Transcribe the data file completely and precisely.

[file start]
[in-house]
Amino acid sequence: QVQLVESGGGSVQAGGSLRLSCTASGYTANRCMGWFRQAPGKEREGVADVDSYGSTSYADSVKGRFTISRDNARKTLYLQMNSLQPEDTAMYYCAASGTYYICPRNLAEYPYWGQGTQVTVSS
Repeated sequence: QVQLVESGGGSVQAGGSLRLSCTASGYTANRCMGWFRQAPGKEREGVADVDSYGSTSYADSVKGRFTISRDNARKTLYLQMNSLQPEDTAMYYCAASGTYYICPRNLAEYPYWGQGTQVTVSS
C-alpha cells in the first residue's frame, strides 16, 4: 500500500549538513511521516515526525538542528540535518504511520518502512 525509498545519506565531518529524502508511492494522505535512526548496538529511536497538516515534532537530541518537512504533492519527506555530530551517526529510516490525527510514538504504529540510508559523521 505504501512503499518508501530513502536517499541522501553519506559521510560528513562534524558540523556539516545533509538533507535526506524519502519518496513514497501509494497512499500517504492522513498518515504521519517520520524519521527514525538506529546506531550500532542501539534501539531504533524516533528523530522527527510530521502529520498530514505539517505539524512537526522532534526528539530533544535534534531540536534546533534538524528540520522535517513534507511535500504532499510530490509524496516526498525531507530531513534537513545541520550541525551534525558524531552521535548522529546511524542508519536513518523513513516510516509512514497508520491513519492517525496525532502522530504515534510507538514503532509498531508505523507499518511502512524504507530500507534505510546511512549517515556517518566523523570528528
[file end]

[in-house]
Amino acid sequence: QVQLVESGGGSVQAGGSLRLSCTASGYTANRCMGWFRQAPGKEREGVADVDSYGSTSYADSVKGRFTISRDNARKTLYLQMNSLQPEDTAMYYCAASGTYYICPRNLAEYPYWGQGTQVTVSS
Repeated sequence: QVQLVESGGGSVQAGGSLRLSCTASGYTANRCMGWFRQAPGKEREGVADVDSYGSTSYADSVKGRFTISRDNARKTLYLQMNSLQPEDTAMYYCAASGTYYICPRNLAEYPYWGQGTQVTVSS
C-alpha cells in the first residue's frame, strides 16, 4: 500500500549538513511521516515526525538542528540535518504511520518502512 525509498545519506565531518529524502508511492494522505535512526548496538529511536497538516515534532537530541518537512504533492519527506555530530551517526529510516490525527510514538504504529540510508559523521 505504501512503499518508501530513502536517499541522501553519506559521510560528513562534524558540523556539516545533509538533507535526506524519502519518496513514497501509494497512499500517504492522513498518515504521519517520520524519521527514525538506529546506531550500532542501539534501539531504533524516533528523530522527527510530521502529520498530514505539517505539524512537526522532534526528539530533544535534534531540536534546533534538524528540520522535517513534507511535500504532499510530490509524496516526498525531507530531513534537513545541520550541525551534525558524531552521535548522529546511524542508519536513518523513513516510516509512514497508520491513519492517525496525532502522530504515534510507538514503532509498531508505523507499518511502512524504507530500507534505510546511512549517515556517518566523523570528528